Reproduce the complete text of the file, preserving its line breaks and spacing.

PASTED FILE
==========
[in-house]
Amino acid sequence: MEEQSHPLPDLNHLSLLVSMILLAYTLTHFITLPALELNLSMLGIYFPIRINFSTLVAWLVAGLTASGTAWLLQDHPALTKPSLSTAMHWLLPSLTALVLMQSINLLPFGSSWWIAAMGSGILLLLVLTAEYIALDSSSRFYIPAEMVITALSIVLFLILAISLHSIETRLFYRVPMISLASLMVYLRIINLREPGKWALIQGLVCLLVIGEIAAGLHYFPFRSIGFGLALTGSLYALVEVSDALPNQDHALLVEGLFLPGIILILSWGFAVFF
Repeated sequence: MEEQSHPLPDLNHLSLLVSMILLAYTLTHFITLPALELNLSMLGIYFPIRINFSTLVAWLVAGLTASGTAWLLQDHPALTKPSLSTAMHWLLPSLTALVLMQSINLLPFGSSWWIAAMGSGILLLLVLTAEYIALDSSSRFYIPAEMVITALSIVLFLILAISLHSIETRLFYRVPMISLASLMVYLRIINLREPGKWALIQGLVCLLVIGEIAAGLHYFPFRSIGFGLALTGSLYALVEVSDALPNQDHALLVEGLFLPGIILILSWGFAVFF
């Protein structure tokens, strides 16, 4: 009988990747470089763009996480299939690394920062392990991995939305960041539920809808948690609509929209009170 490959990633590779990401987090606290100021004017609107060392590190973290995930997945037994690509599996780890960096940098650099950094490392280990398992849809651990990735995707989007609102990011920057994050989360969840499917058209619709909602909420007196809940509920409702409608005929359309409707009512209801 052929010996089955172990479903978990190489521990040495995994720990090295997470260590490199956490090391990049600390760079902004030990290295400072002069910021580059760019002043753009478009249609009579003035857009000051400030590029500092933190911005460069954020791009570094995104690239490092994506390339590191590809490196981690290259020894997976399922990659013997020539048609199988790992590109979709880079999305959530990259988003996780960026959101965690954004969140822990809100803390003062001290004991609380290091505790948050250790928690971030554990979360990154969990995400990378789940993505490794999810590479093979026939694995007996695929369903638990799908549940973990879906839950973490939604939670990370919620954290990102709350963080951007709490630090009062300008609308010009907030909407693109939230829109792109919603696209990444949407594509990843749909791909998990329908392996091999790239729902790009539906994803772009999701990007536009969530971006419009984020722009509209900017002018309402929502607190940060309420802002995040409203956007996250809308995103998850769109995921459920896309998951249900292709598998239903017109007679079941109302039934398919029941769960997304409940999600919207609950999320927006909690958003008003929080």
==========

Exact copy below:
[in-house]
Amino acid sequence: MEEQSHPLPDLNHLSLLVSMILLAYTLTHFITLPALELNLSMLGIYFPIRINFSTLVAWLVAGLTASGTAWLLQDHPALTKPSLSTAMHWLLPSLTALVLMQSINLLPFGSSWWIAAMGSGILLLLVLTAEYIALDSSSRFYIPAEMVITALSIVLFLILAISLHSIETRLFYRVPMISLASLMVYLRIINLREPGKWALIQGLVCLLVIGEIAAGLHYFPFRSIGFGLALTGSLYALVEVSDALPNQDHALLVEGLFLPGIILILSWGFAVFF
Repeated sequence: MEEQSHPLPDLNHLSLLVSMILLAYTLTHFITLPALELNLSMLGIYFPIRINFSTLVAWLVAGLTASGTAWLLQDHPALTKPSLSTAMHWLLPSLTALVLMQSINLLPFGSSWWIAAMGSGILLLLVLTAEYIALDSSSRFYIPAEMVITALSIVLFLILAISLHSIETRLFYRVPMISLASLMVYLRIINLREPGKWALIQGLVCLLVIGEIAAGLHYFPFRSIGFGLALTGSLYALVEVSDALPNQDHALLVEGLFLPGIILILSWGFAVFF
């Protein structure tokens, strides 16, 4: 009988990747470089763009996480299939690394920062392990991995939305960041539920809808948690609509929209009170 490959990633590779990401987090606290100021004017609107060392590190973290995930997945037994690509599996780890960096940098650099950094490392280990398992849809651990990735995707989007609102990011920057994050989360969840499917058209619709909602909420007196809940509920409702409608005929359309409707009512209801 052929010996089955172990479903978990190489521990040495995994720990090295997470260590490199956490090391990049600390760079902004030990290295400072002069910021580059760019002043753009478009249609009579003035857009000051400030590029500092933190911005460069954020791009570094995104690239490092994506390339590191590809490196981690290259020894997976399922990659013997020539048609199988790992590109979709880079999305959530990259988003996780960026959101965690954004969140822990809100803390003062001290004991609380290091505790948050250790928690971030554990979360990154969990995400990378789940993505490794999810590479093979026939694995007996695929369903638990799908549940973990879906839950973490939604939670990370919620954290990102709350963080951007709490630090009062300008609308010009907030909407693109939230829109792109919603696209990444949407594509990843749909791909998990329908392996091999790239729902790009539906994803772009999701990007536009969530971006419009984020722009509209900017002018309402929502607190940060309420802002995040409203956007996250809308995103998850769109995921459920896309998951249900292709598998239903017109007679079941109302039934398919029941769960997304409940999600919207609950999320927006909690958003008003929080």